Rapastinel (GLYX-13) is an N-methyl-d-aspartate receptor (NMDAR) modulator that has characteristics of a glycine site partial agonist. Rapastinel is a robust cognitive enhancer and facilitates hippocampal long-term potentiation (LTP) of synaptic transmission in slices. In human clinical trials, rapastinel has been shown to produce marked antidepressant properties that last for at least one week following a single dose. The long-lasting antidepressant effect of a single dose of rapastinel (3mg/kg IV) was assessed in rats using the Porsolt, open field and ultrasonic vocalization assays. Cognitive enhancement was examined using the Morris water maze, positive emotional learning, and contextual fear extinction tests. LTP was assessed in hippocampal slices. Dendritic spine morphology was measured in the dentate gyrus and the medial prefrontal cortex. Significant antidepressant-like or cognitive enhancing effects were observed that lasted for at least one week in each model. Rapastinel facilitated LTP 1day-2weeks but not 4weeks post-dosing. Biweekly dosing with rapastinel sustained this effect for at least 8weeks. A single dose of rapastinel increased the proportion of whole-cell NMDAR current contributed by NR2B-containing NMDARs in the hippocampus 1week post-dosing, that returned to baseline by 4weeks post-dosing. The NMDAR antagonist 3-(2-carboxypiperazin-4-yl)propyl-1-phosphonic acid (CPP) blocked the antidepressant-like effect of rapastinel 1week post dosing. A single injection of rapastinel also increased mature spine density in both brain regions 24h post-dosing. These data demonstrate that rapastinel produces its long-lasting antidepressant effects via triggering NMDAR-dependent processes that lead to increased sensitivity to LTP that persist for up to two weeks. These data also suggest that these processes led to the alterations in dendritic spine morphologies associated with the maintenance of long-term changes in synaptic plasticity associated with learning and memory.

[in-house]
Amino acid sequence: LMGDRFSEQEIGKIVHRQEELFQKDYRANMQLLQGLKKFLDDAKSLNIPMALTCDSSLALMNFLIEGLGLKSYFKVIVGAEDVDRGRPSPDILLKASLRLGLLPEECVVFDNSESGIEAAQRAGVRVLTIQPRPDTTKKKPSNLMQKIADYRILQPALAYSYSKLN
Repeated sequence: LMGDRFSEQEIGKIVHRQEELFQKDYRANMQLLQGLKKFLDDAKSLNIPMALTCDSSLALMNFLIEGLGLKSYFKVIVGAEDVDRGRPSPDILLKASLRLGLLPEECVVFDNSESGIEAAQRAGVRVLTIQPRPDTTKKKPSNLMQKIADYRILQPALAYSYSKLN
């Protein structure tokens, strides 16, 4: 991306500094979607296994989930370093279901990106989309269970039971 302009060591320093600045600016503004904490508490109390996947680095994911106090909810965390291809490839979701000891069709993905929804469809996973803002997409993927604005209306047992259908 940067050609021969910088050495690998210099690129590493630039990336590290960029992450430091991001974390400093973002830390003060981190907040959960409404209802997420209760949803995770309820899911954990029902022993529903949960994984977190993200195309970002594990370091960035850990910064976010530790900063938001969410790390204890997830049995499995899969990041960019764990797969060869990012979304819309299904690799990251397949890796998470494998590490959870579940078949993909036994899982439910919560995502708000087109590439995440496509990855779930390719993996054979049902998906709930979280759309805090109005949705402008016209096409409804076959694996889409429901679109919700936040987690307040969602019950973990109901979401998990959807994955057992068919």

Keywords: GLYX-13; LTP; NMDA receptor; depression; hippocampus; medial prefrontal cortex.
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